Smaller units were Electric Typewriter, IBM World Trade, Service Bureau Corporation Supplies Division; and Time Division (sold off in 1958). Watson said "We had a superb sales organization but lacked expert management organization in almost everything else". His goal was to redirect IBM to absorb the shocks of change, including change from its own innovation.
He introduced the terminology "line and staff". In his words: "By the mid-'50s just about every big corporation had adopted the so-called staff-and-line structure. It was modeled on military organizations going back to the Prussian army in Napoleonic times." His organization "... provided IBM executives with the clearest possible goals. Each operating man was judged strictly on his unit's results, and each staff man on his effort toward making IBM the world leader in his specialty."
The final element of formal organizational change was the isolation of headquarters staff in Armonk, New York. This was said by him to be in order to be near his family. He lived in Connecticut, where taxes were lower; but kept his staff across the border in New York State so, it has been suggested, that IBM would not be seen as similarly evading taxes. Cynics said it was his fear of nuclear warfare (he owned a fallout shelter).
His first book in 1963 discussed his management philosophy.
 HonorsWatson received the Silver Buffalo Award from the Boy Scouts of America in 1955 for his service to youth. He was the national president of the BSA from 1964 to 1968. His father had also served on the national executive board and was International Commissioner in the 1940s.
Lyndon B. Johnson in September 1964 awarded Watson the Presidential Medal of Freedom, the highest award a U.S. President can bestow on a civilian.
Watson was inducted into the Junior Achievement U.S. Business Hall of Fame in 1976. He was awarded the Vermilye Medal in 1967. In 1987 Fortune magazine hailed Watson on its cover as "the greatest capitalist in history." In 1998 he was included on TIME Magazine's 100 most influential people of the 20th century.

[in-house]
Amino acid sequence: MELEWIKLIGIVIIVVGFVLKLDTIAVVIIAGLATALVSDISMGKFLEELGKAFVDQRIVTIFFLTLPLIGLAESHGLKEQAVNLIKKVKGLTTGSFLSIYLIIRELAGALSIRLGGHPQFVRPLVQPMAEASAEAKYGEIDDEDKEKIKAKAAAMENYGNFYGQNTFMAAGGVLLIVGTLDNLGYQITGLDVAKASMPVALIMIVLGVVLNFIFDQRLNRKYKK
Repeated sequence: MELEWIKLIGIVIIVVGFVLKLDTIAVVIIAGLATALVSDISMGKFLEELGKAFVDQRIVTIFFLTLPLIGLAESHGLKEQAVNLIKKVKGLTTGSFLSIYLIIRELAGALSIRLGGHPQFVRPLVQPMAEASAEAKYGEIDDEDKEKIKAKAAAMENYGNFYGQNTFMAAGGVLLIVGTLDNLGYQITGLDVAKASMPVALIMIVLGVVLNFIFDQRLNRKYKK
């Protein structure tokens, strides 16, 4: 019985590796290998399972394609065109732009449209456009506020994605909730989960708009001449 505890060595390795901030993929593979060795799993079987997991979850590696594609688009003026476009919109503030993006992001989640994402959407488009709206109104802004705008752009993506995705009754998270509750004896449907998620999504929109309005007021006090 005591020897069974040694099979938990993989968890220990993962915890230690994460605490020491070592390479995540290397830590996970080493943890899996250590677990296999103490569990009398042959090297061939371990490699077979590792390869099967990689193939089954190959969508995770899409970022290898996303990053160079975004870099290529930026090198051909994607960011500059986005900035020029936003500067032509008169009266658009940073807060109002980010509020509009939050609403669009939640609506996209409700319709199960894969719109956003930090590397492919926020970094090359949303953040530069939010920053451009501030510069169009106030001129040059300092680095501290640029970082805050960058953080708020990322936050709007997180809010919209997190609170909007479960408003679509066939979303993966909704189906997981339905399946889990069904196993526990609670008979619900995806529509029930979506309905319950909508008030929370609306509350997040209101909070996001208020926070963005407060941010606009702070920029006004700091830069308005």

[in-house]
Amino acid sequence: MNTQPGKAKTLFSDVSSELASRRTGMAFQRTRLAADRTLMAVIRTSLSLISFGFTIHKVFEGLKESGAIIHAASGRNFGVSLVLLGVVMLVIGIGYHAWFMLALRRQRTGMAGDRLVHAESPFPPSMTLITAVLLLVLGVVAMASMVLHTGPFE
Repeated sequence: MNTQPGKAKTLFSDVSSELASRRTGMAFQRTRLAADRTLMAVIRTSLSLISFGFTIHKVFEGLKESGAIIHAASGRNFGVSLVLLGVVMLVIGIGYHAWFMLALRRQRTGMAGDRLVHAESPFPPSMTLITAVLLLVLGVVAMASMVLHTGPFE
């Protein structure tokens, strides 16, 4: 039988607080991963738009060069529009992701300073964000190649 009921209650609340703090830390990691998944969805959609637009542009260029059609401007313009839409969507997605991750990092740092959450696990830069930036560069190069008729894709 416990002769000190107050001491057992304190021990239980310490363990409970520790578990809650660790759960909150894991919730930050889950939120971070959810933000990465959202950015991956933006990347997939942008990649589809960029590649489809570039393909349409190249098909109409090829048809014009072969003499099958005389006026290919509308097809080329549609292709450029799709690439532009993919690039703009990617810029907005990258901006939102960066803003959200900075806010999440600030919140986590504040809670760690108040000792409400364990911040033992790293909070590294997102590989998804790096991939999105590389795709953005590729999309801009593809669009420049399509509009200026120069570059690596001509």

Watson left IBM in 1971 on his doctor's advice after having a heart attack. After recovering, he was appointed by Jimmy Carter to be Ambassador to the Soviet Union, serving from October 29, 1979 to January 15, 1981. Prior to this service he was the Chairman of the General Advisory Committee (GAC) which was set up by President Kennedy to give advice to the President about America's nuclear defense policy.
He was an avid sailor and pilot. He named 7 successive sailboats after Palawan, the last in 1991. Watson sailed his sailboat Palawan further up the Northern coast of Greenland than any non-military ship had done previously for which he won the New York Yacht Club's highest award and the Cruising Club of America's Blue Water Medal. He traveled the route of Captain Cook in exploring the Pacific. He flew aircraft from helicopters and jets to stunt planes and he was the first private citizen to receive permission from Soviet Premier Mikhail Gorbachev in 1986 to fly to all the time zones of the Soviet Union (a route he had previously done as a pilot ferrying General Bradley) in a jet he piloted himself.
Watson had homes in Greenwich, Connecticut; North Haven, Maine; Stowe, Vermont; Vail, Colorado; New York City; and Antigua. He died in Greenwich on December 31, 1993 of complications following a stroke. He was 79.
Watson was the principal benefactor of the Watson Institute for International Studies at Brown University and the Thomas J. Watson Fellowship (which supports students to study a topic of personal interest for a year) and other charitable gifts. Watson contributed to the Watson Pavilion at Greenwich Hospital in Connecticut, which named the Olive and Thomas J. Watson Jr. Pavilion (a wing) after him and his wife. He was also the principal benefactor of Owls Head Transportation Museum in Owls Head, Maine.
After leaving IBM Watson donated tens of millions of dollars to Columbia University from 1975 onward. These included a library, the Thomas J. Watson Library of Business and Economics, and several smaller building grants.
Watson funded a Columbia East Campus residence hall named Watson House. The house became a landmark on campus and is one of the most coveted places for undergraduate seniors to live. In honor of Watson, the 2006-2007 residents of Watson House opened up a small snack shop called "The Watson Joint" emblematic of Watson's business principles. The House organizes an annual trip to the Watson Estate in Maine.